Second Opinion

John Dorn is a retired tech entrepreneur living in Summerland.

I was trying really hard to avoid writing a column about COVID-19, but it seems as if there are no other newsworthy events occurring anywhere.

The handling of the pandemic crisis in the United States has been a disaster. As of the day I am writing, the U.S. has roughly a third of all confirmed cases and a third of all deaths. Other than the obvious cause being the ineptness of the Trump administration, there are some other underlying influences.

The American culture of individualism and self-reliance does not work well during a pandemic. Their distrust of government fostered by President Ronald Reagan still lingers to this day.

The lack of co-operation between levels of government is a result of states’ rights being enshrined in the American constitution. This is a disaster if a state or municipality requires help from a woefully unprepared federal

government.

What should be of concern to Canadians is the lack of a meaningful public-health scheme in the U.S. It is a mish-mash of “public” and private hospitals. The public hospitals by far burdened by the sheer numbers of COVID- infected citizens while private hospitals

pursue profits.

We could slip into this quagmire if a court case launched by Dr. Brian Day in 2016 is decided in his favour. We await the decision from the BC Supreme Court, although any decision is likely to be appealed to the federal Supreme Court.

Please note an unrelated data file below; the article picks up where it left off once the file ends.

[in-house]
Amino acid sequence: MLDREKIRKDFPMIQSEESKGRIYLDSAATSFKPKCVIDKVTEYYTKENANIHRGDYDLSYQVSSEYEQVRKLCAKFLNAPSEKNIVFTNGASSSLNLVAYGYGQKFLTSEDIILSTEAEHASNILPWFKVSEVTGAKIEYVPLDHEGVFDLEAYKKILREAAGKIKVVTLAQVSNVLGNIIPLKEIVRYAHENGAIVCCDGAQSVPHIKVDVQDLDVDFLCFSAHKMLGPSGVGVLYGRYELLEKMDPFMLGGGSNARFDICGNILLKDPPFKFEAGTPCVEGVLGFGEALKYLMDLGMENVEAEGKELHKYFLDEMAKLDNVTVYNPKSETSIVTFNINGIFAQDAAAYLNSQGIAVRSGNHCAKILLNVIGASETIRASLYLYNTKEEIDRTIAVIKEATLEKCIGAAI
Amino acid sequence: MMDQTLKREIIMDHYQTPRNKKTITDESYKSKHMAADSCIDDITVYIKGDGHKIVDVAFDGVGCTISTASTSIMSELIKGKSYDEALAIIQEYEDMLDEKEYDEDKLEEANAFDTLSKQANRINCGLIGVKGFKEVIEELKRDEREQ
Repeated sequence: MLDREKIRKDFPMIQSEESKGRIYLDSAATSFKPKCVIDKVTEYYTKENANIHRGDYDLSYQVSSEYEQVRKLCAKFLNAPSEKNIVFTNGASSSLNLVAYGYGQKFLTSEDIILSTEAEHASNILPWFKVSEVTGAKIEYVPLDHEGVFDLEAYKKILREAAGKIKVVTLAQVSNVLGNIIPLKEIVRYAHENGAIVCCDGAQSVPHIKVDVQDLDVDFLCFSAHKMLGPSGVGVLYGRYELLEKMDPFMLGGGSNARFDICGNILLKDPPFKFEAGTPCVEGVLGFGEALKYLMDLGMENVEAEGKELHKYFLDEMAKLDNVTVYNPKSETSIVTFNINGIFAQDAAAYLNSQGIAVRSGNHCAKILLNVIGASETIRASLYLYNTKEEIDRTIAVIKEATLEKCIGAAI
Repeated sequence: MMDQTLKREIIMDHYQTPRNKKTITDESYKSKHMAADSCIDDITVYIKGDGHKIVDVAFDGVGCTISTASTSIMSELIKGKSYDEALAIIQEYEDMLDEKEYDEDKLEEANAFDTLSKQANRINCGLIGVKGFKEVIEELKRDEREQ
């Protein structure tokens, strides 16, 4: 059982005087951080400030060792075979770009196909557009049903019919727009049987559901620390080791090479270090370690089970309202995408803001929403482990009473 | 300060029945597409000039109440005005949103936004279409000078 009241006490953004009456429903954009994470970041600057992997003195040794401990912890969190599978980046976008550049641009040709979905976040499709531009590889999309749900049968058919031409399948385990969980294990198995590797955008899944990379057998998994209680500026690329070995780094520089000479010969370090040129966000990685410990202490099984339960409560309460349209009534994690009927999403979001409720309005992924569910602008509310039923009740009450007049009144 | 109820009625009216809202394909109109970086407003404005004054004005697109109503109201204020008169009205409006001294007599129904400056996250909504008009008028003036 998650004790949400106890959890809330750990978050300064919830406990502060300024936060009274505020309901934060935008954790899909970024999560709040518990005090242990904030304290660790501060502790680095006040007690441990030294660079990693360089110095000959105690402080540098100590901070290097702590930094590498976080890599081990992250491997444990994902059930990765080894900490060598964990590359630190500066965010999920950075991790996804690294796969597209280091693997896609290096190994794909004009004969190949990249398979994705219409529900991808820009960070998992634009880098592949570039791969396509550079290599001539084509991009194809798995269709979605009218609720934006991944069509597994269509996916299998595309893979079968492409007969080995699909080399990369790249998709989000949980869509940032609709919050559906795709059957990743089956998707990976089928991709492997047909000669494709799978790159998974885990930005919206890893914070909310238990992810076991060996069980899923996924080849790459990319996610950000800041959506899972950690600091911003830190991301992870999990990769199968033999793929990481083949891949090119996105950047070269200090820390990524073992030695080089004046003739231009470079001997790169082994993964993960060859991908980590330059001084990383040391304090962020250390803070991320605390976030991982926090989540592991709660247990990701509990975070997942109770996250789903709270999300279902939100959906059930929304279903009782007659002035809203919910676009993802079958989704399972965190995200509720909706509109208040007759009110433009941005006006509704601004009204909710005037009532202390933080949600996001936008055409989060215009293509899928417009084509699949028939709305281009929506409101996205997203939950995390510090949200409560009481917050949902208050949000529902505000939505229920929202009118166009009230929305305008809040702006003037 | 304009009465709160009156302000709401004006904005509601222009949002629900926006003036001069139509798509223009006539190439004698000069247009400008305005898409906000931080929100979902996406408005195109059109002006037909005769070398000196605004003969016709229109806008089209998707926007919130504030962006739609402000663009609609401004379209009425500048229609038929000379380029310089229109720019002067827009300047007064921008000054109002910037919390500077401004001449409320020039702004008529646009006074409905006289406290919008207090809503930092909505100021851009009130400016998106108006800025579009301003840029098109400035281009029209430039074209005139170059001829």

Day is an orthopedic surgeon who legally opened the Cambie Surgery Centre in Vancouver in 1996.He said he opened the

centre to create more operating-room time for surgeons who

couldn’t get it from public

hospitals. However, the facility has been operating since 2003 in violation of un-proclaimed

provisions of the provincial Medicare Protection Act.

A privately-run medical clinic obviously takes medical professionals out of the public system which is a bad idea during a pandemic. You may say a knee surgeon is not very useful during the COVID-19 crisis, but keep in mind a private clinic also takes nurses and anesthetists away as well. To defend the private clinics, they could be offering elective surgery to those who can afford it, during the crisis while our public system has deferred elective surgeries.

If Dr. Day is successful in his court case, it will legalize a two-tier public health care

system which is bad in the best of times, and worse during a pandemic as our southern neighbours are encountering.

Overall, my experience with the B.C. health system has been positive. When I needed eye surgery for a detached retina, it was a next- day operation. When an MRI was required to diagnose a knee injury, I had to wait eight months. (Hopefully this wait time is less with new equipment at Penticton Regional Hospital.) I had the opportunity of a private MRI in Kelowna, but refused on philosophical grounds. Knee surgery was only a month after the MRI results. (Thanks Dr. Justin Naude.) When the chips are down our medical system comes through.

In a different court case, that of the extradition of Huawei executive Meng Wanzhou to the United States, maybe the judge could rule in favour of Ms. Meng as the U.S. is just too dangerous and the border is rightfully closed.

In the meanwhile, stay at home and don’t drink bleach.

John Dorn is a retired entrepreneur who resides in Summerland.